Photojournalism as hard work

    Chris Wilkins transmits a photograph using a Hasselblad Dixel digital transmitter during a rocket attack on Dharan (Saudi Arabia) on the first night of the Persian Gulf War, January 17, 1991.

    The craft of a photojournalist in the middle and end of the 20th century required not only courage in the light of constant danger, the talent of a photographer, knowledge of news, politics, sports, the ability to think and take pictures on the go, it was also required to be an excellent editor, able to choose the best pictures for transmission to newspapers on other parts of the world, and, most importantly, needed a powerful back and arms.

    Today we are already accustomed to the huge size of photo files and, thanks to the Internet, monstrously fast transfer speeds. To capture and deliver images to the other end of the world, a professional photographer needs a set of equipment that can fit in a backpack. However, the situation with the baggage of visiting photographers of an earlier era - some twenty years ago - was much less pleasant.

    Chris Wilkins recallshow massive his exit set was: it consisted of five large rigid containers containing everything necessary for working in the development room and transmitting equipment. The first two containers contained equipment for processing the film and its drying, in the third there was equipment for printing enlarged samples for shipment. The fourth container contained a mechanical typewriter and sheets of sticky paper to create comments on photographs. And finally, the fifth box was packed with an analog photo transmitter for sending photos.

    The weight of the whole set was several tens of kilograms, while there were no cameras or lenses - the photographer’s main armament.

    This model of the black and white transmitter of the United Press UPI Model 16-S news agency was used until about 1991. The transmitter is connected to an old-style telephone in order to show how the transmission was carried out. The sample was placed on a drum and slowly scanned while the signal was transmitted over the telephone line. Transferring one image took 8-9 minutes.

    The transmitter’s audio signal consisted of beeps, heating up the atmosphere of an already painful procedure, during which a photograph was wound onto a drum, and a laser beam read it. The perfect connection made it possible to transfer one color photo in 26 minutes, international sending required almost twice as much time, sometimes an hour per photo.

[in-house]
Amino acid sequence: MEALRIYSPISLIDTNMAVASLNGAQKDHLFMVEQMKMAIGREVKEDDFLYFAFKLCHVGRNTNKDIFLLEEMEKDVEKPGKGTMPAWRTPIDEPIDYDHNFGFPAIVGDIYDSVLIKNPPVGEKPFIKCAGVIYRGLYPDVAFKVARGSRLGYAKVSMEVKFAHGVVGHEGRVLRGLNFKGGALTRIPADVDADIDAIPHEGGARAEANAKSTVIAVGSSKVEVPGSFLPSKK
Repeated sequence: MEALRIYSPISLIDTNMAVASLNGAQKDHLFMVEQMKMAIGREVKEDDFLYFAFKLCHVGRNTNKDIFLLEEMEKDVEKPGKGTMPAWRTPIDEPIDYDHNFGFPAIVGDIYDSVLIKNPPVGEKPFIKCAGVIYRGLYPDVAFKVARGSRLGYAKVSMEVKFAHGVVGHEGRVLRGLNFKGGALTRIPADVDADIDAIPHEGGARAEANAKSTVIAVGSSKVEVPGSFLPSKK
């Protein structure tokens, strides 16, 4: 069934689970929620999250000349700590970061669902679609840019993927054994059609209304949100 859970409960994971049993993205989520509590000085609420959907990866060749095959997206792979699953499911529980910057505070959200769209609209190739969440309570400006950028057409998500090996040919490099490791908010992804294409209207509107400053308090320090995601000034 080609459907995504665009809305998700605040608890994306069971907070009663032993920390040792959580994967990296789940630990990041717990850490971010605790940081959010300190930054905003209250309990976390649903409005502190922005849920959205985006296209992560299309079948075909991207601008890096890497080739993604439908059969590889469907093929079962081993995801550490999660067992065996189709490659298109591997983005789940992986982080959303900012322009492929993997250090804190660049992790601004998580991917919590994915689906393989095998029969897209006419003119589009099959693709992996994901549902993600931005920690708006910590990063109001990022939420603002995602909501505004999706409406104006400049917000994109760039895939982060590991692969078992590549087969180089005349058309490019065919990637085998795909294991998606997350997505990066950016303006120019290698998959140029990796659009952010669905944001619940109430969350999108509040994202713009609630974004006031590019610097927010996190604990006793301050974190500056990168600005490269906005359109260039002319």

In 1988, France-Presse began using the Hasselblad Dixel, the first digital transmitter for 35 mm film. For the first time, the new device was tested at the Calgary Olympics, and the news agency gained a significant advantage over its competitors. Transferring a color photograph took two to three minutes, but the quality and clarity did not suffer. France-Press photographers have already relaxed, waiting for the end of the analog nightmare.

    However, one of the drawbacks of the new machine was its extreme fragility, which did not interfere with working perfectly in an office environment; while traveling, computer boards and the optical scanning module were disconnected. I had to transport a tiny computer in a huge box with 30-cm foam armor.

    Photographers of France-Presse soon became computer enthusiasts, and the frequent analysis of the new apparatus, its constant bringing to life contributed to this. Dixel was so unreliable that soon, as an understudy, sometimes it took old heavy and slow, but familiar equipment, and this again added kilos to the luggage.

    A year later, the Associated Press introduced Leafax, an independent scanner and transmitter. The first generation was analog, digital models later appeared.

    Digital cameras appeared in 1994, and already in 1996 the film could be forgotten. At first, the cameras had something of the order of 1 megapixel, and the file sizes were also small, but manufacturers quickly began to improve the situation. Today, news agencies send files in dozens of megapixels with amazing quality, and it is impossible to distinguish film from a digital image. Even mobile phones have such good cameras that they are not neglected by professionals. And, fortunately, modern photojournalists are unlikely to again have to face the old clumsy and slow technology.

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